With over a hundred images posted so far here at my WordPress blog in barely two months, I was frustrated as far as featuring and stacking them all at the Gallery section menu. Whatever browser you use it would take ages before all those images can be rendered, loaded and viewed. The situation is further aggravated if you are on a slow Internet connection. I had to find a way to remedy the situation for the benefit of visitors and viewers. We continue with this Tried & Tested series where I review and recommend relevant, practical and useful softwares and Web services, especially for us photographers. I came upon IMGbox.com a couple of months ago but it was only last week that I actually tested it. There are lots of image sharing, hosting and storage sites out there. Flickr is one of them and I’ve been a member for the past seven years, four of them as a paying member. It was the best then until it stagnated. I guess you all know the story of how it was mismanaged and floundered. I joined other image hosting/sharing sites but never really got to liking them that much. I wanted a site that would host and store my photos with no hassles. I found it in IMGbox and much more – unlimited uploads, unlimited storage, no storage time limit, no bandwidth restrictions, up to 10MB file size upload and no registration is even required! You don’t even have to create a personal profile page (which is tedious by the way). Add to that the blazingly fast upload. I was able to upload 130 photos in under 10 minutes in one go. Now that’s fast! I had to register if only to manage my images and galleries at the site. Another thing, all your images at IMGbox are by default private unless you share the image and gallery links. Now you can hotlink them all you want in blogs, forums and social media sites. Your images are also hidden from search engines. I tried googling “junsjazz imgbox” and came up with zero results. Why would you use IMGbox? As a safe and secure backup, storage, hosting and sharing site with easy, simple, reliable features. And all of these are for free! Check out my IMGbox Junsjazz Gallery for the complete set of images I have posted in this blog.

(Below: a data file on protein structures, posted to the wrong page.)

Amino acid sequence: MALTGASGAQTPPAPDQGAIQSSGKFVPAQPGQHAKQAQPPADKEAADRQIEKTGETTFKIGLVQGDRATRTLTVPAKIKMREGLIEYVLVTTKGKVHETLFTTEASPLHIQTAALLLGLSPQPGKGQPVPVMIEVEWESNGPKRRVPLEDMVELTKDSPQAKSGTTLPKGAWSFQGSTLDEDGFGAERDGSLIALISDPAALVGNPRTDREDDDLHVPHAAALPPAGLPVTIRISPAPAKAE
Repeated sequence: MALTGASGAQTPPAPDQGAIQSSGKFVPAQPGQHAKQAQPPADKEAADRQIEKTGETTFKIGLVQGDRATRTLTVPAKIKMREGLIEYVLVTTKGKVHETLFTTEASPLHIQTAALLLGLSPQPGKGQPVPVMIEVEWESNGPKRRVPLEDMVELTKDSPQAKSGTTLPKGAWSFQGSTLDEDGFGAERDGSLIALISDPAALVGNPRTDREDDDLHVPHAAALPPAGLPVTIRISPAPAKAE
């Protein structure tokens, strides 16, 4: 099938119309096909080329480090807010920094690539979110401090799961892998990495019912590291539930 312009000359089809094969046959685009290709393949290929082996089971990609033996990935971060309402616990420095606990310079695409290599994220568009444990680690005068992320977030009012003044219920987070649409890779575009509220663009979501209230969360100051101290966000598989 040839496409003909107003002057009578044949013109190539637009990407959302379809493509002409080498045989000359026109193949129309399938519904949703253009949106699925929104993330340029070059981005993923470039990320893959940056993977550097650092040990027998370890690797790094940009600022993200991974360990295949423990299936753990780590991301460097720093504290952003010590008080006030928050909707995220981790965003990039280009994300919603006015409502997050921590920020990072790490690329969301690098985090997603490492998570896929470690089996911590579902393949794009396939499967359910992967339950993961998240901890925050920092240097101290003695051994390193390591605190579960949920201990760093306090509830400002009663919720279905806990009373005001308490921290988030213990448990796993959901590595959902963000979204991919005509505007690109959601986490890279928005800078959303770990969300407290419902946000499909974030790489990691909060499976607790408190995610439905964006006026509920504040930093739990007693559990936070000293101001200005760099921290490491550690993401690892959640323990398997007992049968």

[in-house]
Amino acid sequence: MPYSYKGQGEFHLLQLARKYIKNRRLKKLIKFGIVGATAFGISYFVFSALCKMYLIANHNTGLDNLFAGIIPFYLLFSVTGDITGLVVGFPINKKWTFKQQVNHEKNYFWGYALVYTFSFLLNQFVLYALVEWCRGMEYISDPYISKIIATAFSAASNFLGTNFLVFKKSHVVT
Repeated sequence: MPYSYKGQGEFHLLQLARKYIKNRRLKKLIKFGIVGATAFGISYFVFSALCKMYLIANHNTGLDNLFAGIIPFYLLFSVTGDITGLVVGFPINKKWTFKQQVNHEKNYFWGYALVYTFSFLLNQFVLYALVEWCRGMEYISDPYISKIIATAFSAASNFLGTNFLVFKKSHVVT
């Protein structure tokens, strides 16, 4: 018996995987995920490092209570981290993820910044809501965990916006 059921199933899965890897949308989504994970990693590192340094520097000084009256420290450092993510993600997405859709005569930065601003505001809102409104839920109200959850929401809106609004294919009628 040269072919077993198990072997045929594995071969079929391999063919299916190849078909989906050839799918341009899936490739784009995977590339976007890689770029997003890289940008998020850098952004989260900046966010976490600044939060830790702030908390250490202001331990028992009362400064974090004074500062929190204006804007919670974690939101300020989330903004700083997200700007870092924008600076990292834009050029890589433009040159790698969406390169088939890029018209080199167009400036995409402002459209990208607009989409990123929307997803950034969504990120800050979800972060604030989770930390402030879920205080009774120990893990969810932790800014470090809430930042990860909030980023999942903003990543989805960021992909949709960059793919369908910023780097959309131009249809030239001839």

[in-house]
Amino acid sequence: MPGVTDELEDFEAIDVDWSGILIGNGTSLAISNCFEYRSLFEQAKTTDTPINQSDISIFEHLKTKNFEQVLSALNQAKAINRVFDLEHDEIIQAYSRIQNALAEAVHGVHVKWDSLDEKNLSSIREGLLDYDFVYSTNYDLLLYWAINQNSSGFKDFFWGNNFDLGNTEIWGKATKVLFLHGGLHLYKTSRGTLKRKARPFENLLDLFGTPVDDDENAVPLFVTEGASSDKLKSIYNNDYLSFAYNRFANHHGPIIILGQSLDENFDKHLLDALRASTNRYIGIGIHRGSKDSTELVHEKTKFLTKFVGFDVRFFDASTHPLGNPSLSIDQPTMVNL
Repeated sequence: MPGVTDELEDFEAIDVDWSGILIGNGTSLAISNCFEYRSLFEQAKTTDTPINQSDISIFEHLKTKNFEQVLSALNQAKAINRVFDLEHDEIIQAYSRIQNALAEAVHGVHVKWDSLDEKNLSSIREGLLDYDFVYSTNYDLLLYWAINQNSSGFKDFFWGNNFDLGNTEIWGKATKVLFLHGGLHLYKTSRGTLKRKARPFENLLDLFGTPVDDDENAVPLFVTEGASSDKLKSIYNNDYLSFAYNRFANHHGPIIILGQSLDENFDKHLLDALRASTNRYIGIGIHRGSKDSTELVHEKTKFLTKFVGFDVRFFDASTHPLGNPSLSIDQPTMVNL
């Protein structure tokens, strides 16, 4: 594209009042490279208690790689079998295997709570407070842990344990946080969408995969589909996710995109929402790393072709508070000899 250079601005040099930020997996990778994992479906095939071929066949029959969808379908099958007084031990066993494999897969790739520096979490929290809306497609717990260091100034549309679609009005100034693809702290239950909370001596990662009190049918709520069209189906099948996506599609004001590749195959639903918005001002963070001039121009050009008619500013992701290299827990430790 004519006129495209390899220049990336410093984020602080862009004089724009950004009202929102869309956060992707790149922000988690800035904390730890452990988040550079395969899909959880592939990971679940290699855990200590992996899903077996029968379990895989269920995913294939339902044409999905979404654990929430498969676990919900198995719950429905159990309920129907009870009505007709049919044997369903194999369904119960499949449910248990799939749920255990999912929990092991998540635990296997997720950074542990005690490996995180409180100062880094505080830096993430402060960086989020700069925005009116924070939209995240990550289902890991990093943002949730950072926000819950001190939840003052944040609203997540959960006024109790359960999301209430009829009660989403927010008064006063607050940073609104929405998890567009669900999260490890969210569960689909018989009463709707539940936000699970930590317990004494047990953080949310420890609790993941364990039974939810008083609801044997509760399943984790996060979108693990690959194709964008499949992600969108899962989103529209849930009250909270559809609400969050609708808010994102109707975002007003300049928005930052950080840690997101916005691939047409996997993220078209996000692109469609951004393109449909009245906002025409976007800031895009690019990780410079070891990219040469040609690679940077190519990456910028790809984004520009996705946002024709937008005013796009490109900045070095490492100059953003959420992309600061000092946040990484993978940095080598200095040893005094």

I have written a series of full length articles published online at Triond and Wikinut titled Tried & Tested where I review, try out and test free softwares. I’d like to replicate them here in short form for the benefit of blogger friends especially those who use photo editing softwares. Let’s start off with Virtual Studio from optikVerve Labs. If you are like me who is into instant noodles and instant coffee, you’ll like Virtual Studio which is an instant editor. One click photo enhancements and you’re good to go. You just choose from 200 preset filters, effects and styles and it will be applied on your photo with a single click of the mouse. Quick and easy. And the process can be applied on batches of photos. No hours wasted on individual photo adjustments and tweaking with various tools. What might take your time is choosing from dozens upon dozens of styles and filters. For the photo above, I used the “Fall Colors” filter under the major category “Built-in”. It added a pinkish hue to an otherwise washed-out horizon in the original image. Other categories include “Color”, “Black and White” and “Extras”. Virtual Studio is packaged with Virtual Photographer and the download application size is just 3.52MB. The program runs on Vista 32-bit, Windows XP, Windows ME or ’98 operating systems. If you don’t find it to your liking, no problem, just discard it. It’s totally free anyway. (Photo location: Barobo town, Surigao del Sur)